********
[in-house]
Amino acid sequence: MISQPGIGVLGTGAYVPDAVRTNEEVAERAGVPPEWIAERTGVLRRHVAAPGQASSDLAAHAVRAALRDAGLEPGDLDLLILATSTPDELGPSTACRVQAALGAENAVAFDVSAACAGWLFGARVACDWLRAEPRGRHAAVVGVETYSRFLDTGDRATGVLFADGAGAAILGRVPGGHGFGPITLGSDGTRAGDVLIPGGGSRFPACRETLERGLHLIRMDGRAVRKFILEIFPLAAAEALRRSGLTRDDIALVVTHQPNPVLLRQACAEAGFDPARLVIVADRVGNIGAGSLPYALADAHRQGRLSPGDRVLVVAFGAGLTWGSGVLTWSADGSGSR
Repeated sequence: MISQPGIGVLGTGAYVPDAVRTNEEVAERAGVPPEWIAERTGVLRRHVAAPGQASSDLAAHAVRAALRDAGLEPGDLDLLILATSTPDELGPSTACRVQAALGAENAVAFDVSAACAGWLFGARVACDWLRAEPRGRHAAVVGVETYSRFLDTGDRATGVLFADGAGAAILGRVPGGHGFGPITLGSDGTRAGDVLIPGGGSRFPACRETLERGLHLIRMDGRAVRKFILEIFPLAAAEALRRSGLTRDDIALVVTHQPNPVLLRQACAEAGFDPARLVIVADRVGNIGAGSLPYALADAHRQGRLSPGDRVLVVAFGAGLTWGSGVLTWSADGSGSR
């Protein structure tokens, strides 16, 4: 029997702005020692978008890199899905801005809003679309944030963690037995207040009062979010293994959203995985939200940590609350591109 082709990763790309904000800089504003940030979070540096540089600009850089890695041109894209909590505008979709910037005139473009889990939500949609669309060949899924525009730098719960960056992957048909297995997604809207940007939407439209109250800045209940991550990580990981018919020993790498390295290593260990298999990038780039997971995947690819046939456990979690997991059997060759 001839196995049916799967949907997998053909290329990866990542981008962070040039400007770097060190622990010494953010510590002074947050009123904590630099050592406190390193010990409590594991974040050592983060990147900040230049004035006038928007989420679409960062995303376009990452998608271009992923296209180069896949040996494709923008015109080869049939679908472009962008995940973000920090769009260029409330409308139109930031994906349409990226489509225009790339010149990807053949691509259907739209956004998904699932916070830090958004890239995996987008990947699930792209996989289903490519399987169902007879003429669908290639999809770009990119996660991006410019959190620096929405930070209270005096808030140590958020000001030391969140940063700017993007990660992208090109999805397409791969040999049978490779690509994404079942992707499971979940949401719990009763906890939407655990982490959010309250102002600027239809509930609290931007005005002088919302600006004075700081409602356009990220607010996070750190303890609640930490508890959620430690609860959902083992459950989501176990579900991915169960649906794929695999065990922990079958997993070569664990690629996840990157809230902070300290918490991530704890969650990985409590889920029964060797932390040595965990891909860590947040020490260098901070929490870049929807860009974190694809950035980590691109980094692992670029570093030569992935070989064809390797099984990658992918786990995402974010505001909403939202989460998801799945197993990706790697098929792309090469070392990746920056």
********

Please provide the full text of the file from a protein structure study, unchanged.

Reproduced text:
[in-house]
Amino acid sequence: MISQPGIGVLGTGAYVPDAVRTNEEVAERAGVPPEWIAERTGVLRRHVAAPGQASSDLAAHAVRAALRDAGLEPGDLDLLILATSTPDELGPSTACRVQAALGAENAVAFDVSAACAGWLFGARVACDWLRAEPRGRHAAVVGVETYSRFLDTGDRATGVLFADGAGAAILGRVPGGHGFGPITLGSDGTRAGDVLIPGGGSRFPACRETLERGLHLIRMDGRAVRKFILEIFPLAAAEALRRSGLTRDDIALVVTHQPNPVLLRQACAEAGFDPARLVIVADRVGNIGAGSLPYALADAHRQGRLSPGDRVLVVAFGAGLTWGSGVLTWSADGSGSR
Repeated sequence: MISQPGIGVLGTGAYVPDAVRTNEEVAERAGVPPEWIAERTGVLRRHVAAPGQASSDLAAHAVRAALRDAGLEPGDLDLLILATSTPDELGPSTACRVQAALGAENAVAFDVSAACAGWLFGARVACDWLRAEPRGRHAAVVGVETYSRFLDTGDRATGVLFADGAGAAILGRVPGGHGFGPITLGSDGTRAGDVLIPGGGSRFPACRETLERGLHLIRMDGRAVRKFILEIFPLAAAEALRRSGLTRDDIALVVTHQPNPVLLRQACAEAGFDPARLVIVADRVGNIGAGSLPYALADAHRQGRLSPGDRVLVVAFGAGLTWGSGVLTWSADGSGSR
């Protein structure tokens, strides 16, 4: 029997702005020692978008890199899905801005809003679309944030963690037995207040009062979010293994959203995985939200940590609350591109 082709990763790309904000800089504003940030979070540096540089600009850089890695041109894209909590505008979709910037005139473009889990939500949609669309060949899924525009730098719960960056992957048909297995997604809207940007939407439209109250800045209940991550990580990981018919020993790498390295290593260990298999990038780039997971995947690819046939456990979690997991059997060759 001839196995049916799967949907997998053909290329990866990542981008962070040039400007770097060190622990010494953010510590002074947050009123904590630099050592406190390193010990409590594991974040050592983060990147900040230049004035006038928007989420679409960062995303376009990452998608271009992923296209180069896949040996494709923008015109080869049939679908472009962008995940973000920090769009260029409330409308139109930031994906349409990226489509225009790339010149990807053949691509259907739209956004998904699932916070830090958004890239995996987008990947699930792209996989289903490519399987169902007879003429669908290639999809770009990119996660991006410019959190620096929405930070209270005096808030140590958020000001030391969140940063700017993007990660992208090109999805397409791969040999049978490779690509994404079942992707499971979940949401719990009763906890939407655990982490959010309250102002600027239809509930609290931007005005002088919302600006004075700081409602356009990220607010996070750190303890609640930490508890959620430690609860959902083992459950989501176990579900991915169960649906794929695999065990922990079958997993070569664990690629996840990157809230902070300290918490991530704890969650990985409590889920029964060797932390040595965990891909860590947040020490260098901070929490870049929807860009974190694809950035980590691109980094692992670029570093030569992935070989064809390797099984990658992918786990995402974010505001909403939202989460998801799945197993990706790697098929792309090469070392990746920056």